Showing posts from October, 2012

Relax Progressively

"Relax progressively" is one of the four basic principles of Kokikai Aikido. It is a simple idea that can have profound effects. In Kokikai we learn that we can be physically relaxed and still remain strong-in fact, we can be even stronger when we are relaxed. This idea is counterintuitive for a lot of people, but you only have to spend a little time on the mat in a Kokikai class to see that it is true.
The concept that relaxed can be stronger can even be extended to cognitive relaxation.  I've often found myself becoming anxious and distracted by a stressful situation, sometimes for days. Especially if my stress was based on an angry or feared interaction with someone, I would rehearse or replay the conversation endlessly in my mind.

At some point I had a realization that there was no purpose to hanging on to this fear, anger and distraction. They didn't help me when the time came to handle the situation. And they made all the time in between pretty miserable. 
I t…

The Bundle of Bamboo

When I teach Kokikai Aikido I am constantly reminding students to slow down. "Metronome 40!" I say, like my old piano teacher who insisted that I practiced at the slowest possible setting of the metronome. I stop students as soon as I see that nage is using force or muscle. And as soon as I turn my back I know they're ramping it up again, to what they feel is "street speed."

I can empathize with students who are afraid what they're learning won't be effective in a real-life self-defense situation. It doesn't seem intuitive: practicing in what seems like slow motion, paying attention to every shift of the hips, every turn of the wrist, even where your eyes are focused! Don't we need to practice in a more realistic way, especially at a more realistic speed?

The short answer is, no. As Maruyama Sensei says, if you practice "junk" 10,000 times, you'll be really good at...junk. Practicing correctly is far more important than practicing …

Finding Calmness

Remaining calm under stress is part of our training in Kokikai Aikido. In self defense, calmness is essential in order to react quickly and effectively. Calming the mind can help widen your perspective, allowing you to see additional ways to handle the situation.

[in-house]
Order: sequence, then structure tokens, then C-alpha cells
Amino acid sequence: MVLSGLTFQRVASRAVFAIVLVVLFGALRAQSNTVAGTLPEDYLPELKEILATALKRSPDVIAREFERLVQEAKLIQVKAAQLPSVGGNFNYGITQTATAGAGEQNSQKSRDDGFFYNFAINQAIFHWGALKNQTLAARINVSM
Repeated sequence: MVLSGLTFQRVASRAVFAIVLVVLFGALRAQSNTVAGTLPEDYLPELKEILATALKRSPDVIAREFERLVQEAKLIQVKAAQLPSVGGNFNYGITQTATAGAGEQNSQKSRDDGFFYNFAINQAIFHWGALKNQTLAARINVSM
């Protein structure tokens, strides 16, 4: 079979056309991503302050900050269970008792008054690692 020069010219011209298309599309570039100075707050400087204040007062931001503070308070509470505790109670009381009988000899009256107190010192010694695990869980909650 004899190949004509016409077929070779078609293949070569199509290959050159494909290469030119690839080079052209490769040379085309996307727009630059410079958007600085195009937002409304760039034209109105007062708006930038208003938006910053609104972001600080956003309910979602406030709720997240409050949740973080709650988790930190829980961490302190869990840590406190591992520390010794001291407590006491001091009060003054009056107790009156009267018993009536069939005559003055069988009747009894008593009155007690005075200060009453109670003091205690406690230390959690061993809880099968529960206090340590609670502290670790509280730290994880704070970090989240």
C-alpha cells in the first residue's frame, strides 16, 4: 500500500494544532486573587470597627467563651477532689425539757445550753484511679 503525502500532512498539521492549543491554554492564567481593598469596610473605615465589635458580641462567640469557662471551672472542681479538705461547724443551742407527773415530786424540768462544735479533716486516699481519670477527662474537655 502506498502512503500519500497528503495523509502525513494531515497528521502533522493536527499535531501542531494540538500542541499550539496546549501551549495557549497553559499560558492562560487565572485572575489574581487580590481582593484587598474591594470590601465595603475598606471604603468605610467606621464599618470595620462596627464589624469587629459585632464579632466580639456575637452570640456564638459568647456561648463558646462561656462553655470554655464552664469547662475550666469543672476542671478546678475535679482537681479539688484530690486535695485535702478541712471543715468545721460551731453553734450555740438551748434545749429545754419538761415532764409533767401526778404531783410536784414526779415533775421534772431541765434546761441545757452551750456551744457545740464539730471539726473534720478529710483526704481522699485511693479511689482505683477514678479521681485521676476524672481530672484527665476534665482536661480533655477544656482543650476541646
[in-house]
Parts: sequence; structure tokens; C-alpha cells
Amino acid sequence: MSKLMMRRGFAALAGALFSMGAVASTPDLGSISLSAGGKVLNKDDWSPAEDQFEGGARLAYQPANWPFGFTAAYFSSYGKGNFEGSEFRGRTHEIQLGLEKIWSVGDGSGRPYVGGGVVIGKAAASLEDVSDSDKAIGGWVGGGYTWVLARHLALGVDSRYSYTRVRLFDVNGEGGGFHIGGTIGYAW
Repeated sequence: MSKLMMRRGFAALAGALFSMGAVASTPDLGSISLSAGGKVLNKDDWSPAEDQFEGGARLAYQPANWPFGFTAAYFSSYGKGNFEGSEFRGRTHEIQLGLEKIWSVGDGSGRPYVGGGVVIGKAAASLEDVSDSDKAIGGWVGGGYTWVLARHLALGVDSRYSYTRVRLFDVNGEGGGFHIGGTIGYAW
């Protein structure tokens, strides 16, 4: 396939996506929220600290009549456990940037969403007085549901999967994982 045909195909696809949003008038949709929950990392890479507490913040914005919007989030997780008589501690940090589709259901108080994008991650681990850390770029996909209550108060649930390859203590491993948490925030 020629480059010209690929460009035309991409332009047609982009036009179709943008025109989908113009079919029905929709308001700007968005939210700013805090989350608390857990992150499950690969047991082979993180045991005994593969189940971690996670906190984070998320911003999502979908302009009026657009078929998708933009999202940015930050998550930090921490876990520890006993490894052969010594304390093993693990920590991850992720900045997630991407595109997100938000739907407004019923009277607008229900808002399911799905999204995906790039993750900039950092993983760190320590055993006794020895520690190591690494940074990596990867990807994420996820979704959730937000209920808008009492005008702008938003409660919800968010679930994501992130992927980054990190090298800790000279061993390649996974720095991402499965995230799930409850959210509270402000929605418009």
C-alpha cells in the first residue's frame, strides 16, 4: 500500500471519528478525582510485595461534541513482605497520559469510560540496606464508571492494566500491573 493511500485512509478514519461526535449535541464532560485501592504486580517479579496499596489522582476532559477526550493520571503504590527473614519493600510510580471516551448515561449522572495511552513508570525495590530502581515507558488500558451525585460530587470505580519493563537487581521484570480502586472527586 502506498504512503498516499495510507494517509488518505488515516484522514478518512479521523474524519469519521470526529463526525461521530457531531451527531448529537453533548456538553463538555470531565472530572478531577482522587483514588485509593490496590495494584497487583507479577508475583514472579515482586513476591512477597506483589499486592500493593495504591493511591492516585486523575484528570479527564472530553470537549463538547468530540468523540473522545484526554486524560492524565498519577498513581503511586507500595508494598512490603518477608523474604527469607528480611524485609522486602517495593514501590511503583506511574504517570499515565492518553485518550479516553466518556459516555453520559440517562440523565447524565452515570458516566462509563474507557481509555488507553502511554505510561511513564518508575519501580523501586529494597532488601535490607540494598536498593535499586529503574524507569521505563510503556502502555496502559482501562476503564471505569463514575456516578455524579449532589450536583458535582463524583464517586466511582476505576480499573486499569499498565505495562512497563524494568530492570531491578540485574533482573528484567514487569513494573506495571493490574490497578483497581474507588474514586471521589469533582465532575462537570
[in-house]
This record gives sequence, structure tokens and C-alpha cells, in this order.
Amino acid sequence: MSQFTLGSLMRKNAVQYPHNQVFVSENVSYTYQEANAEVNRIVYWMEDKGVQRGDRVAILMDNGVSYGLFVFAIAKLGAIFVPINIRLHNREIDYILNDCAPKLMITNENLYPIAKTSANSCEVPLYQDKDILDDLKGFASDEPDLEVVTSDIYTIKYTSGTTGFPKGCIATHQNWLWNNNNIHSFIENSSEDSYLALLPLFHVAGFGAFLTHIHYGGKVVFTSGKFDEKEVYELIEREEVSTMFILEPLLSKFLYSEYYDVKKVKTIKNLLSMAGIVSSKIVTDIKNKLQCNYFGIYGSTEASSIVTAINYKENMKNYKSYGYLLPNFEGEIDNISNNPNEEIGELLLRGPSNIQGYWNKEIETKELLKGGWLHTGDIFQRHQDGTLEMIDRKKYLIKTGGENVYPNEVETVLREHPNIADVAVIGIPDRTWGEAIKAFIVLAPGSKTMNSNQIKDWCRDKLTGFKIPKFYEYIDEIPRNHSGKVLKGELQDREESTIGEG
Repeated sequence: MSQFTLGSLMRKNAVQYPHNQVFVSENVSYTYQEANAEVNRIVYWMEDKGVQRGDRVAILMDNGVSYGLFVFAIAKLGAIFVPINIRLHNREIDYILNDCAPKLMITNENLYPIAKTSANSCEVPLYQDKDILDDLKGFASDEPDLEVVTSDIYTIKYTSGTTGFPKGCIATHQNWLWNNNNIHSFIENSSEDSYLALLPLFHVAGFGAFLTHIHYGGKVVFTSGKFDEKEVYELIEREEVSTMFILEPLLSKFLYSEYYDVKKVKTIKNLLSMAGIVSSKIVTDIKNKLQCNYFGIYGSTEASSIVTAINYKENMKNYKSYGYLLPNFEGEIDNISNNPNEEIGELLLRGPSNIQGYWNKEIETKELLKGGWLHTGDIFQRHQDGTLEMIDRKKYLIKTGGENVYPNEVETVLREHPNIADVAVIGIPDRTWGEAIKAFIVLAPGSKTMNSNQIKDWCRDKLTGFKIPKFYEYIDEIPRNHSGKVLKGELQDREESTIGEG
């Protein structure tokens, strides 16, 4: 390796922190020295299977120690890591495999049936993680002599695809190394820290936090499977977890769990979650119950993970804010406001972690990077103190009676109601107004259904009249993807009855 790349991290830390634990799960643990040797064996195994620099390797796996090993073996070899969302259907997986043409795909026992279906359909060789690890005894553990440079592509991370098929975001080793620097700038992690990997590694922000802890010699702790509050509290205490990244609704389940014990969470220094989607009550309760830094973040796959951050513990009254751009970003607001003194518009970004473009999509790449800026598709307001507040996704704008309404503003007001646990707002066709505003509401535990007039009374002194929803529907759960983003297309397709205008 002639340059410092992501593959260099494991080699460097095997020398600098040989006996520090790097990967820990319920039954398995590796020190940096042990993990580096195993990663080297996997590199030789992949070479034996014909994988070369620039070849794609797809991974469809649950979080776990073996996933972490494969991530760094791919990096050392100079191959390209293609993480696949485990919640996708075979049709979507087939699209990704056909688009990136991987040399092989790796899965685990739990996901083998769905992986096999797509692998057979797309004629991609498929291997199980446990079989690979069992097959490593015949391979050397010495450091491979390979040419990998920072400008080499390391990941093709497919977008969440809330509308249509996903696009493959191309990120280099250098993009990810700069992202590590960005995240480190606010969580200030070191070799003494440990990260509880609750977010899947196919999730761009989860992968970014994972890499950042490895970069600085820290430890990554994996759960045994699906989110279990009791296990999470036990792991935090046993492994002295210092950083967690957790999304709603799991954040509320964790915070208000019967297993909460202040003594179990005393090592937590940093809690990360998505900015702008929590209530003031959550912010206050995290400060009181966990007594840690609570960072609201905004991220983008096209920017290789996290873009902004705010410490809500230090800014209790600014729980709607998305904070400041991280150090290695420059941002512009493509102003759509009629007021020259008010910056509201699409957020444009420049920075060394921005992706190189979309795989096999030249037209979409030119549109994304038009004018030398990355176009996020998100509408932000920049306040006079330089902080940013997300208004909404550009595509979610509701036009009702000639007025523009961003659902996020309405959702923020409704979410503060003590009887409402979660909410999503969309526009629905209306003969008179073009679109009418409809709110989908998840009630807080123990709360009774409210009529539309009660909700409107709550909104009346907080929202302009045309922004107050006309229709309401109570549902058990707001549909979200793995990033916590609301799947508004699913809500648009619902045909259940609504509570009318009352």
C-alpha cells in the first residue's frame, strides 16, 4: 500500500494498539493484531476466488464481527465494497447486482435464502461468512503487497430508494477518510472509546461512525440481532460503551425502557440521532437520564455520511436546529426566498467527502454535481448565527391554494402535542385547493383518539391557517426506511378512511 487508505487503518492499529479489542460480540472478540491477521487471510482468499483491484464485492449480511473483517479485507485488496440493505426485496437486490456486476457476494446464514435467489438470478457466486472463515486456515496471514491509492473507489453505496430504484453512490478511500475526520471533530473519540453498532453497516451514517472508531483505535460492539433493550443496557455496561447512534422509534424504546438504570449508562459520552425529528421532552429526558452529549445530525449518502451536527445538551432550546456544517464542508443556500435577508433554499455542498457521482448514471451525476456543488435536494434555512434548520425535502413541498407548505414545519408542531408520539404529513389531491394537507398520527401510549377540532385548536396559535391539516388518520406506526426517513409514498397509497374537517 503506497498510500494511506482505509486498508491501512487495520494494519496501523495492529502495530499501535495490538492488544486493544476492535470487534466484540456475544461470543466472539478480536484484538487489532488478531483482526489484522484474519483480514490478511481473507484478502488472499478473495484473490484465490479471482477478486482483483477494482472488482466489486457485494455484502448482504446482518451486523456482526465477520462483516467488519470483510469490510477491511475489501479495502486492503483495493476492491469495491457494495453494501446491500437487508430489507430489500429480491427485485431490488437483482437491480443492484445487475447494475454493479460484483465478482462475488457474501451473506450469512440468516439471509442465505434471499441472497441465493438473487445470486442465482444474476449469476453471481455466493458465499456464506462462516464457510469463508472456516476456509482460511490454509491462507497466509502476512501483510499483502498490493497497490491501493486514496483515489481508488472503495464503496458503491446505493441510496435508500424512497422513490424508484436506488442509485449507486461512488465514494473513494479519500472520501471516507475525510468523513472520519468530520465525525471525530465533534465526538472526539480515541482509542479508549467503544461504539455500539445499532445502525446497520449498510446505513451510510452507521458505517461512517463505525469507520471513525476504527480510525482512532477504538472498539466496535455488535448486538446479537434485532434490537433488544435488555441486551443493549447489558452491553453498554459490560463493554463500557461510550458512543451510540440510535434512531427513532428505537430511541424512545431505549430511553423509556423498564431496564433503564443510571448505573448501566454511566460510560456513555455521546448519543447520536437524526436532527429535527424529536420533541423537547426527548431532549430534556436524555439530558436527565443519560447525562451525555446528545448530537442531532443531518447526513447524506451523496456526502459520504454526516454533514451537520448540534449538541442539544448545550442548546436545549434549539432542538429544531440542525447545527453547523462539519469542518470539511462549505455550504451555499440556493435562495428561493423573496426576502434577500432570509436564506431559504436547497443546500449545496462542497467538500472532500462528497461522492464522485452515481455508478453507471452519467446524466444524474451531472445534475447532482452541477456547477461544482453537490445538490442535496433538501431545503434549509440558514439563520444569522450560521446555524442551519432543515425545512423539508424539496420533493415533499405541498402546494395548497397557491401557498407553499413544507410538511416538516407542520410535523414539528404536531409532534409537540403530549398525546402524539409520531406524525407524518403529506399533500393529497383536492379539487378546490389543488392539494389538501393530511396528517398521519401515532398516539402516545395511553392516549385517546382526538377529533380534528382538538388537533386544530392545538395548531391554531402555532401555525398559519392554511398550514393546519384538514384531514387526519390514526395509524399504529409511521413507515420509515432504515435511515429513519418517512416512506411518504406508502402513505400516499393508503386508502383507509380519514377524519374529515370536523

The ability to find calmness also has great benefits in daily life. Even if you don't think you are typically anxious or "stressed out," practicing some simple techniques to find calmness can help you make better decisions and act in more effective ways.

Of course, many people live with stress and anxiety that's caused by issues that are not in their control. Finding calmness may not help those issues themselves, but it can help change the way you approach them, and that can make a big difference.

How to Practice Finding Calmness
Some exercises, like focusing, are best practiced when you are already calm. But I suggest practicing calmness when you are not feeling particularly calm. I'm sure you can think…

Winging It

When a great jazz musician plays a solo it looks like the most spontaneous thing in the world. But as a musician I know that the relaxed spontaneity and command of the material that make for great music are the result of many hours of meticulous practice and preparation. I can't think of a single situation involving getting up in front of a group of people, whether to speak, teach or perform, when it's appropriate to do so without preparation and, in most cases, rehearsal. 
In teaching yoga and aikido I've learned that I teach best when I'm prepared. Like anyone, I hear that inner voice that tries to talk me out of planning: "Oh, you've done this for years, you know your stuff. You're not like all those other people." That particular inner voice is mistaken. 
If a yoga instructor, for example, is ill-prepared, instead of a class when students can be attentive to their own transformation, students are forced to focus on the instructor as she or he get…

You Can't Make Yourself Relax

A wise friend once said that you can't make yourself relax. You have to allow yourself to relax.

Improving Your Ability to Focus

Most beginners in Kokikai Aikido get caught up in the excitement of learning techniques, throws, rolls and wrist locks. There is another way of approaching practice that can really multiply the results, not just in self-defense but in daily life. All of the most accomplished practitioners of Kokikai incorporate this approach to their practice. It involves incorporating the following elements, among others: FocusBreathing practicePracticing calmness (while in an uncomfortable or stressful situation)Relaxing progressively Some of these concepts are embodied in our basic principles. Others should evident from the way we practice.